import java.util.zip.GZIPOutputStream;

              public class CompressionHandler extends BasicHandler {

              public CompressionHandler() {
              }

              public void invoke(MessageContext msgContext) throws AxisFault {
              try {
              System.out.println("compress");

              ByteArrayOutputStream bos = new ByteArrayOutputStream();
              GZIPOutputStream gz = new GZIPOutputStream(bos);

              Message msg = msgContext.getRequestMessage();

              gz.write(msg.getSOAPPartAsBytes());
              gz.close();
              bos.close();

              Message msg2 = new Message(bos.toByteArray());

              msgContext.setRequestMessage(msg2);

              System.out.println(msg2.getSOAPPartAsString());
              }
              catch (Exception e) {
              throw AxisFault.makeFault(e);
              }
              }

              }


              package axistest;

              import java.io.ByteArrayInputStream;
              import org.apache.axis.Message;

              import org.apache.axis.AxisFault;

              import org.apache.axis.Handler;
              import org.apache.axis.MessageContext;
              import org.apache.axis.handlers.BasicHandler;

              import java.util.zip.GZIPInputStream;

              public class DeCompressionHandler extends BasicHandler {

              public DeCompressionHandler() {
              }

              public void invoke(MessageContext msgContext) throws AxisFault {
              try {
              System.out.println("decompress");

              Message msg = msgContext.getRequestMessage();

              ByteArrayInputStream bis = new ByteArrayInputStream(msg.getSOAPPartAsBytes());
              GZIPInputStream gzis = new GZIPInputStream(bis);

              Message msg2 = new Message(gzis);
              msg2.getSOAPPartAsBytes();

              msgContext.setRequestMessage(msg2);

              gzis.close();
              bis.close();
              }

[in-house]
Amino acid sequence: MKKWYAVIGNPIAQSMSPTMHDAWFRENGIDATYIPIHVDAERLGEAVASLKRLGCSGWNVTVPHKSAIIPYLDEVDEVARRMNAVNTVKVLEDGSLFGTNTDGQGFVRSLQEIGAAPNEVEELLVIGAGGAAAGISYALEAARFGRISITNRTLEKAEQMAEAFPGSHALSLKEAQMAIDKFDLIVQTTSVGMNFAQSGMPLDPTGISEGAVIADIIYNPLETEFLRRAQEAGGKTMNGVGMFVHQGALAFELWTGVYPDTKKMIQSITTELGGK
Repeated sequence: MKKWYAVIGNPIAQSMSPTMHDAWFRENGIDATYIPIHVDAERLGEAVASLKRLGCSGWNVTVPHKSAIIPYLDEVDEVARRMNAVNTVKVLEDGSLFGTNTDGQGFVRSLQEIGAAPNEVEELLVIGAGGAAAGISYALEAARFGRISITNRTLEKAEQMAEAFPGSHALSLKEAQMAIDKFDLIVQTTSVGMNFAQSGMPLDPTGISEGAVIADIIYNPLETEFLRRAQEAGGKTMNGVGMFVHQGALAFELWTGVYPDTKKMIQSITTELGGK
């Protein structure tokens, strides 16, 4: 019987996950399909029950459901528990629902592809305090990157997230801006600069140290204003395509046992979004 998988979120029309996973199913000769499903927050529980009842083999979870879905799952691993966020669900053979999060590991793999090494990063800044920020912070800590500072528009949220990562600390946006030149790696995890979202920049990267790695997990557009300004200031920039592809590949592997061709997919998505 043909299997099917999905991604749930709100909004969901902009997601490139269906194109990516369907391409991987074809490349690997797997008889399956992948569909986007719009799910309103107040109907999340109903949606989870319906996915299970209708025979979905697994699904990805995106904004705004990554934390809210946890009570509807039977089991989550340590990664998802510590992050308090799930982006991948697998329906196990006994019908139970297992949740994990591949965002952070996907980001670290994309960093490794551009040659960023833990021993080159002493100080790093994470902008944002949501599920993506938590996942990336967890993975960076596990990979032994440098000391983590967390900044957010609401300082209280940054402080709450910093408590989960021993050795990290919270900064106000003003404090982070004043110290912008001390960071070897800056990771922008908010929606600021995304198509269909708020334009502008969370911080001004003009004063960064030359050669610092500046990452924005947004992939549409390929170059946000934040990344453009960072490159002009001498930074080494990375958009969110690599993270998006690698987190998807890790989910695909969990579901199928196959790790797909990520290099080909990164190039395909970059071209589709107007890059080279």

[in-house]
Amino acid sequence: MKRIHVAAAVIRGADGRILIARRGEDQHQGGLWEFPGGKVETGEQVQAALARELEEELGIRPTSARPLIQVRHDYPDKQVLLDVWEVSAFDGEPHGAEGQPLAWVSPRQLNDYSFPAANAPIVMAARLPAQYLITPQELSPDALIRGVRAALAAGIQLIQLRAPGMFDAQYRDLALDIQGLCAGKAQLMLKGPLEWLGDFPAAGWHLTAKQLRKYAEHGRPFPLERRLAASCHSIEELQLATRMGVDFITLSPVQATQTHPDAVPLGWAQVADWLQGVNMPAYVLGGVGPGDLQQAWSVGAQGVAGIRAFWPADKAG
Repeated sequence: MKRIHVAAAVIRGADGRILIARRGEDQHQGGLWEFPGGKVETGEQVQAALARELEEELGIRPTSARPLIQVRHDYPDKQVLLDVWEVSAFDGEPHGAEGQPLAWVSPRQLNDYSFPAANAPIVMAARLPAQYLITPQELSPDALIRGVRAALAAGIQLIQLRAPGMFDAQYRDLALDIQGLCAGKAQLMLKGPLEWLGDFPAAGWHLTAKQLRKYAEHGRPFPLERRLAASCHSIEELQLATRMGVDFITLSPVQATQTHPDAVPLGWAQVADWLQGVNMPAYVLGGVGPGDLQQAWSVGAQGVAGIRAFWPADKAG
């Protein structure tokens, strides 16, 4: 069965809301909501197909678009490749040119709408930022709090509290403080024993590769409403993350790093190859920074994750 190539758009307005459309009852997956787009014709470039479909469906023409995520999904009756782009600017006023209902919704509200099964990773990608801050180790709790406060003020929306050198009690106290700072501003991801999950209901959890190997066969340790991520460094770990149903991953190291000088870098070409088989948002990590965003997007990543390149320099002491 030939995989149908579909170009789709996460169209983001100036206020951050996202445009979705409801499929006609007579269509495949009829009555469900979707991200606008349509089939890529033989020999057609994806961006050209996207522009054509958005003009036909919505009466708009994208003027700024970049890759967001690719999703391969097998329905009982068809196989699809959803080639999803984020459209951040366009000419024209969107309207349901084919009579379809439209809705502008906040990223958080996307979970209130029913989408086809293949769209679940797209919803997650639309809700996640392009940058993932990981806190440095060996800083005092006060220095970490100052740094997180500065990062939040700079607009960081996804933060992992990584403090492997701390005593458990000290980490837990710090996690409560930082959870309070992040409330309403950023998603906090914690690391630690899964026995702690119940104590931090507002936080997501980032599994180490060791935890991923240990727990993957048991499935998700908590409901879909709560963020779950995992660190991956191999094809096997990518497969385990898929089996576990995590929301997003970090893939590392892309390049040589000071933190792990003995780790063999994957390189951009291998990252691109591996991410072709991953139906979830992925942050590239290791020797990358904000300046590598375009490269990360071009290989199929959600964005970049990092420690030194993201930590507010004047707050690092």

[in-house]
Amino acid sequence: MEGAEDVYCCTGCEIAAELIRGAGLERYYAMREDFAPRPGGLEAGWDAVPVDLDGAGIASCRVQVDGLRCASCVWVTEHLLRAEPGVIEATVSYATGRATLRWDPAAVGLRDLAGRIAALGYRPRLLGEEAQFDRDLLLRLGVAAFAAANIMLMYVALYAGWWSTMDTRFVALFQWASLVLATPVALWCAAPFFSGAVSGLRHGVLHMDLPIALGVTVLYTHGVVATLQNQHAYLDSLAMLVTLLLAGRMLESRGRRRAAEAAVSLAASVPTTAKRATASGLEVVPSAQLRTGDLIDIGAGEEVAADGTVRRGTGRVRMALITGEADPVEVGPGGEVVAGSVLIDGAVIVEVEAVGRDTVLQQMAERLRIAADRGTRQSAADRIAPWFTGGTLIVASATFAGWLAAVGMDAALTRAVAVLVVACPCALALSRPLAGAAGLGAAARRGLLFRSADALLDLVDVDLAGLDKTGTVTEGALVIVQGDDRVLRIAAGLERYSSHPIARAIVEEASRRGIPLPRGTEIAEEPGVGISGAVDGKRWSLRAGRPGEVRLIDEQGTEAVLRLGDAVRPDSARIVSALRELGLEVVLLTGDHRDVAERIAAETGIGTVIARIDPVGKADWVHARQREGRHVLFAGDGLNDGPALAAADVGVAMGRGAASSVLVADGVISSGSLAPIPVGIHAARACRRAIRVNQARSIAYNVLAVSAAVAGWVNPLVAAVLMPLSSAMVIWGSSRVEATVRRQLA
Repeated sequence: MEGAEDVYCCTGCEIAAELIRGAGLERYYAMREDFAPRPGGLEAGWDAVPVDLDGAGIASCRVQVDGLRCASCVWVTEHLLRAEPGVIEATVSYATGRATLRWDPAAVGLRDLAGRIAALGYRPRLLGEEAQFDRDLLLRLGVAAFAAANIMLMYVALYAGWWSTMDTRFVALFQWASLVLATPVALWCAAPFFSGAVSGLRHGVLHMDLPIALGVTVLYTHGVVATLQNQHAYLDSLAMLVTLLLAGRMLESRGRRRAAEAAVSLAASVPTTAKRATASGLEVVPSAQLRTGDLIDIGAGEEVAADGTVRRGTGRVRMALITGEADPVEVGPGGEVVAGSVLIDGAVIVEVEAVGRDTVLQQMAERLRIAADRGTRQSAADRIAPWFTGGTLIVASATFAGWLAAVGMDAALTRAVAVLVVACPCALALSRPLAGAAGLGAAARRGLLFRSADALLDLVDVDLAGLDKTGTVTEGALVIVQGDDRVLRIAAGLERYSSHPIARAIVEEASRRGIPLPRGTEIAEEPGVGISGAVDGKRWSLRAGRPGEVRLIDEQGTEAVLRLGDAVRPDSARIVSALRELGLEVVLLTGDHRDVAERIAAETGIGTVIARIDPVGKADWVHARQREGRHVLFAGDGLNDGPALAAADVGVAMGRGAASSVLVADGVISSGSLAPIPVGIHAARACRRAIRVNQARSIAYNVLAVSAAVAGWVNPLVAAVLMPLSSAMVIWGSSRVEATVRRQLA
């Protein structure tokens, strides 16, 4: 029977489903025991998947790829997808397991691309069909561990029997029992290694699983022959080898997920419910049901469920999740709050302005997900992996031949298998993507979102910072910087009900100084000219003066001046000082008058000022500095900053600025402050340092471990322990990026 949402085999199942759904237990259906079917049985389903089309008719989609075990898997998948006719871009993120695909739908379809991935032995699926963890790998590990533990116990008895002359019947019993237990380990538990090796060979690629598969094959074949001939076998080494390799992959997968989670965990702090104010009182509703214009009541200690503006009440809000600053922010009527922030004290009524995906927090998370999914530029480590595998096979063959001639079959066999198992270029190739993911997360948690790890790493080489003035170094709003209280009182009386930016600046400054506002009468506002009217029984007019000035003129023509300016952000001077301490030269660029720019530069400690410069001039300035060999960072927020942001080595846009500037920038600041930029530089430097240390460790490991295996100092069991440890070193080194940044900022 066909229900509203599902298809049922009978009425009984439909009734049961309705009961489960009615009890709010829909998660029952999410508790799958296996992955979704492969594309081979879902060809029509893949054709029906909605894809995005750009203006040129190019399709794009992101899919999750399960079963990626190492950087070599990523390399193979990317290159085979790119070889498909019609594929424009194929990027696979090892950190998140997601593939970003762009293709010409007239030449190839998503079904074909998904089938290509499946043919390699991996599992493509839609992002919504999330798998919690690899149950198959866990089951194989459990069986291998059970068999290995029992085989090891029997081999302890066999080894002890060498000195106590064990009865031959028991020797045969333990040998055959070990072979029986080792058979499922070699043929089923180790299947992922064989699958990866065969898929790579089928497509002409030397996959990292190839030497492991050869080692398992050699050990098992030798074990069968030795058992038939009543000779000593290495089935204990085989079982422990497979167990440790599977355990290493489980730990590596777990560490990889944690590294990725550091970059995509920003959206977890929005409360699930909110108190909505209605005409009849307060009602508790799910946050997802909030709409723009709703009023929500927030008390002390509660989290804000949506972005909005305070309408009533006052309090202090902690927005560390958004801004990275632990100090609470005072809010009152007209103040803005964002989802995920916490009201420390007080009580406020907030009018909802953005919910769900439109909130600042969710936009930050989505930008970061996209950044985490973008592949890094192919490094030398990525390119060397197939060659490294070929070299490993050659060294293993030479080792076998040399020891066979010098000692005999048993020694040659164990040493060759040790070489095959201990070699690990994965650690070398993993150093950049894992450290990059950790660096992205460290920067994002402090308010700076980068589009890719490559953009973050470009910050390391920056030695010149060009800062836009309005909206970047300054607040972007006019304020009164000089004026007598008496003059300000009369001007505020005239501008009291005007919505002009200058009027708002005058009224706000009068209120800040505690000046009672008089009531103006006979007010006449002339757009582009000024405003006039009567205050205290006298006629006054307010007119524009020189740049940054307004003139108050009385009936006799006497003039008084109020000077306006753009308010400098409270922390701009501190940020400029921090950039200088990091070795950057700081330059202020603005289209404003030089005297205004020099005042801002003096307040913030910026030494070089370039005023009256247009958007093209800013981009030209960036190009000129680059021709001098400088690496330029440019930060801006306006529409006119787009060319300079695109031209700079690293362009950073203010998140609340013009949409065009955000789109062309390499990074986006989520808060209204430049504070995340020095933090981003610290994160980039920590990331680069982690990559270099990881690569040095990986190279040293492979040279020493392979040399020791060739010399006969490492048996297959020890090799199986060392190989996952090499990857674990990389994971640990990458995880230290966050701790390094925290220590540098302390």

catch (Exception e) {
              throw AxisFault.makeFault(e);
              }
              }

              }


              Any ideas ?


              • 4. Re: SOAP call optimization
                gernot Newbie

                have you added the handlers correct to you web-service.xml file?


                ...


                ..









                c.u.
                gernot

                • 5. Re: SOAP call optimization
                  gernot Newbie

                  I forget to asked. Have you set the transport and created a wsdd file on the client side?

                  c.u.
                  gernot

                  • 6. SOAP call optimization
                    Markus Menner Newbie

                    Hi Gernot,

                    yes, I did (both).

                    Everything seems to work, the message is compressed on the client side, the server gets the message, but the content is different ...

                    It looks like a compressed string, but some bytes are exchanged.

                    I guess, that this has to do with the character set (UTF-8). Could this be the reason ?

                    c.u.
                    Markus


                    • 7. Re: SOAP call optimization
                      gernot Newbie

                      Well!
                      it could. axis replaces the umlauts, etc. Are you sure that the client send the correct stuff?
                      You can also try to set your handler in axis-config.xml to be the first one. I'm not so sure if the standard handlers don't change something. You you tell were the message changes?

                      c.u.
                      gernot

                      ps. do you use the tcpmon? tried to switch it off? just guessing,.. ;-)